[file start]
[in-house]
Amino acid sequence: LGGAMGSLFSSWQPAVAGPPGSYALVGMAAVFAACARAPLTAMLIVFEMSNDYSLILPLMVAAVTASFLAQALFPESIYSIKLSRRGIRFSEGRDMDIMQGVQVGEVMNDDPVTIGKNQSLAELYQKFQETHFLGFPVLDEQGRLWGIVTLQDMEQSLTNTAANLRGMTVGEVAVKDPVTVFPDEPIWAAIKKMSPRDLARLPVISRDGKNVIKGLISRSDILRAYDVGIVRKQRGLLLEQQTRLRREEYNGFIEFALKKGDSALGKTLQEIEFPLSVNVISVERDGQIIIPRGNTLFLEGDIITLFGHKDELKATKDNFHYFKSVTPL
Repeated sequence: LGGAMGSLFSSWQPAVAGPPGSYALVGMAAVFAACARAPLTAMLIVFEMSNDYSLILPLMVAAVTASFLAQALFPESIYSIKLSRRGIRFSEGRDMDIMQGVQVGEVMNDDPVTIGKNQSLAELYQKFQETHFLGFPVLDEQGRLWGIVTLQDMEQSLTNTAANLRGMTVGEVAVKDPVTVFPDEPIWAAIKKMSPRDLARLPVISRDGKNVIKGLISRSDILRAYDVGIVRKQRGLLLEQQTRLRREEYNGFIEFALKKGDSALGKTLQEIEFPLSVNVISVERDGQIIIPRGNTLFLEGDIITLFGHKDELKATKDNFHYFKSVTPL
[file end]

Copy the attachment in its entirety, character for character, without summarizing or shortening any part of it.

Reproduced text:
[in-house]
Amino acid sequence: LGGAMGSLFSSWQPAVAGPPGSYALVGMAAVFAACARAPLTAMLIVFEMSNDYSLILPLMVAAVTASFLAQALFPESIYSIKLSRRGIRFSEGRDMDIMQGVQVGEVMNDDPVTIGKNQSLAELYQKFQETHFLGFPVLDEQGRLWGIVTLQDMEQSLTNTAANLRGMTVGEVAVKDPVTVFPDEPIWAAIKKMSPRDLARLPVISRDGKNVIKGLISRSDILRAYDVGIVRKQRGLLLEQQTRLRREEYNGFIEFALKKGDSALGKTLQEIEFPLSVNVISVERDGQIIIPRGNTLFLEGDIITLFGHKDELKATKDNFHYFKSVTPL
Repeated sequence: LGGAMGSLFSSWQPAVAGPPGSYALVGMAAVFAACARAPLTAMLIVFEMSNDYSLILPLMVAAVTASFLAQALFPESIYSIKLSRRGIRFSEGRDMDIMQGVQVGEVMNDDPVTIGKNQSLAELYQKFQETHFLGFPVLDEQGRLWGIVTLQDMEQSLTNTAANLRGMTVGEVAVKDPVTVFPDEPIWAAIKKMSPRDLARLPVISRDGKNVIKGLISRSDILRAYDVGIVRKQRGLLLEQQTRLRREEYNGFIEFALKKGDSALGKTLQEIEFPLSVNVISVERDGQIIIPRGNTLFLEGDIITLFGHKDELKATKDNFHYFKSVTPL